GPL submarine cable will take another week to fix- Deputy CEO

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The Guyana Power and Light (GPL) company’s submarine cable, which was damaged almost three weeks ago, will take another five-six days to fix, according to Deputy Chief Executive Officer (CEO), Samaroo Ramtahal.

The submarine cable links the Kingston, Georgetown and Vreed-en-Hoop, West Coast Demerara substations; it was burst on November 27 after a ship’s anchor was dropped on it in the Demerara River.

The Chinese contractors arrived in Guyana last week to fix the cable. During a visit to the location on Wednesday, the Deputy CEO said: “to date, we were struggling to lift the other end at Vreed-en-Hoop –so they’re two ends that burst –one end at Kingston we managed to raise on the barge – and we’re now working on raising the other side so we can have the Chinese company joining or slicing the cable together.”

Work ongoing to fix the damage submarine cable (Photo: GPL)

He said the contractor, with help from GPL engineers, are looking to complete the process within a week’s time. Electro-Mechanical Engineer at GPL, Kurt Baptiste, said the process is challenging due to the tide and the alignment of the cable since it was moved by the ship.

“When the cable was entangled previously with the ship anchor, it took the cable off course to the southern side, so now you know it’s very difficult because, with the tide, we have to now set the cable back in line,” he explained.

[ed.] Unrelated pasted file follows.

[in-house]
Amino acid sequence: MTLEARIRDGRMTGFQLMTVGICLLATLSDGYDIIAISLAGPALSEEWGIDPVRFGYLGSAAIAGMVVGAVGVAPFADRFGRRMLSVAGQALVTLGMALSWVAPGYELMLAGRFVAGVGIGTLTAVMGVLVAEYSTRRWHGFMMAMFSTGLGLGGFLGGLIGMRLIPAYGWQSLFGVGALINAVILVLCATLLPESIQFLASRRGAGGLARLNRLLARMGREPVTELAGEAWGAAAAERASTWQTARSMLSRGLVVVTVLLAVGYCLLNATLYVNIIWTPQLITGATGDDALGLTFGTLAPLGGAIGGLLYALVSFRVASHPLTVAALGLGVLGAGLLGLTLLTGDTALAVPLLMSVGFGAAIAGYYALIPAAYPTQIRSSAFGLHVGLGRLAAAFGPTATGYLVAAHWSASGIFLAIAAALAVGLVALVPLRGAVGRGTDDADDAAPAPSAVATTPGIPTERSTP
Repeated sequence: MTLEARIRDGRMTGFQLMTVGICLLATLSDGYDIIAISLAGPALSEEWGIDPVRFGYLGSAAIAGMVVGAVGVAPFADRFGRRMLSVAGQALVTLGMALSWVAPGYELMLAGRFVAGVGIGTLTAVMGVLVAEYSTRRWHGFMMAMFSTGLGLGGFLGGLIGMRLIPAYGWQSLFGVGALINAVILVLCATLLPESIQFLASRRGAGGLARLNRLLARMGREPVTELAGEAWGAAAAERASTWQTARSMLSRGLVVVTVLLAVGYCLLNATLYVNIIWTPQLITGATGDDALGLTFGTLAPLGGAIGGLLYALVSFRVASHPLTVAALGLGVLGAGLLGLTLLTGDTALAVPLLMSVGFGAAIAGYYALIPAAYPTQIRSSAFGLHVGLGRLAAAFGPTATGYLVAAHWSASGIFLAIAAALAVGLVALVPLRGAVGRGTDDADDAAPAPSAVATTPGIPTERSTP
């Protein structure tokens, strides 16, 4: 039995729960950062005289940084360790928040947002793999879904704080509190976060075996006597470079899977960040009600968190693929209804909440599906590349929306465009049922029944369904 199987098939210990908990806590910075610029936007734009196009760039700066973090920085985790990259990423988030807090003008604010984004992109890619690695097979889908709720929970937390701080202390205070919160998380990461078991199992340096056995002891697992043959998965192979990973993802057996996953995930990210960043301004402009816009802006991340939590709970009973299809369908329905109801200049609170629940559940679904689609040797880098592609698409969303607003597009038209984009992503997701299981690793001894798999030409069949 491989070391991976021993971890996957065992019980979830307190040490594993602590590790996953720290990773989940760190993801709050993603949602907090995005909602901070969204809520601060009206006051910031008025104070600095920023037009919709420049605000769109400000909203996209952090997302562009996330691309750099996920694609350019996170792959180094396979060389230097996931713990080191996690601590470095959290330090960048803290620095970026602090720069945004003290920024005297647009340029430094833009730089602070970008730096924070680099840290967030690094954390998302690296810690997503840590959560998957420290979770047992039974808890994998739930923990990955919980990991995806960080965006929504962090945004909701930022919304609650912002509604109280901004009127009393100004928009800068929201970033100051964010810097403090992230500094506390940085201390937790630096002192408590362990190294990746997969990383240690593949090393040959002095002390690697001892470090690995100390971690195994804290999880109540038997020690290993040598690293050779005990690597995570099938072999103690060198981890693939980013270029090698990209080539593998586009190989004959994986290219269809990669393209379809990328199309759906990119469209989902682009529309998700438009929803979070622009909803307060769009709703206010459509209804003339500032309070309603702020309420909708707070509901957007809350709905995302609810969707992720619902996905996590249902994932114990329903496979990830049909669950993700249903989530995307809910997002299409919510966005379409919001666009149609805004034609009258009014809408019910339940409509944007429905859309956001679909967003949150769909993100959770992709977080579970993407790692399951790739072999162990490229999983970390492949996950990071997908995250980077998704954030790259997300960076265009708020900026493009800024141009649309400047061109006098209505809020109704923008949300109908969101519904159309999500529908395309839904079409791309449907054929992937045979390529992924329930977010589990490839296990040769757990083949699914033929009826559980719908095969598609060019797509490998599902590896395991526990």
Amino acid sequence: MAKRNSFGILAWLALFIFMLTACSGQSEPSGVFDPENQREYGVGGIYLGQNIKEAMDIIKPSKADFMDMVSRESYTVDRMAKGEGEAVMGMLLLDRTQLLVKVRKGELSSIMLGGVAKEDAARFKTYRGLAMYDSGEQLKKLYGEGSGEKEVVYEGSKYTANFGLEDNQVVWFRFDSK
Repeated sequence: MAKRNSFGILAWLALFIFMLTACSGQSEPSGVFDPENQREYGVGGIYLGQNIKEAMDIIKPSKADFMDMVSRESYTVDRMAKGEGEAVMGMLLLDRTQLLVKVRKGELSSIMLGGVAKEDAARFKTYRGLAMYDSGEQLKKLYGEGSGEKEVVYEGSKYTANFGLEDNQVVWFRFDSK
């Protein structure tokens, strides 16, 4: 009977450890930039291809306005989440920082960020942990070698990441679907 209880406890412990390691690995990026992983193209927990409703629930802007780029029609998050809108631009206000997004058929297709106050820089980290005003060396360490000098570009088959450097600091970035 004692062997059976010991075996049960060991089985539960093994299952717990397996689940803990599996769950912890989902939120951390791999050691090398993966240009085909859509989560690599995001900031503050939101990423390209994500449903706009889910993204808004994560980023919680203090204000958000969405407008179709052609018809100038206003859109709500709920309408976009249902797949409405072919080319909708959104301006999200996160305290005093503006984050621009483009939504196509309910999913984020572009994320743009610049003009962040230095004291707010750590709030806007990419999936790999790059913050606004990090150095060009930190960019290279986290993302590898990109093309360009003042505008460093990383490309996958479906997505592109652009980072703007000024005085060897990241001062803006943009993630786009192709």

Baptiste said the casing was retrieved.

“[The contractor] will also have to run further test before dropping the cable back into the river, they would have to run further test to make sure that the cable is satisfactory and reach the required standard. Once that is reached and we’re all satisfied…we would gently release it back into the river and we will try to bury it into the river bed,” the engineer said.

Work ongoing to fix the damage submarine cable (Photo: GPL)

In the meantime, GPL said the Maritime Administration Department (MARAD) was instructed not to have any ship or vessel anchor in the vicinity where the cable is located along the bank of the Demerara River.

Utilising its around the clock security, the company has also placed officers at Kingston that overlooks the cable crossing. The submarine cable across the Demerara River was damaged twice in 2019 and cost millions of dollars to fix.

In a statement last week, GPL said to avoid future recurrences, the decisive solution would be to bury the cable to a suitable depth to cater for an ultimate channel draught of 10 meters.

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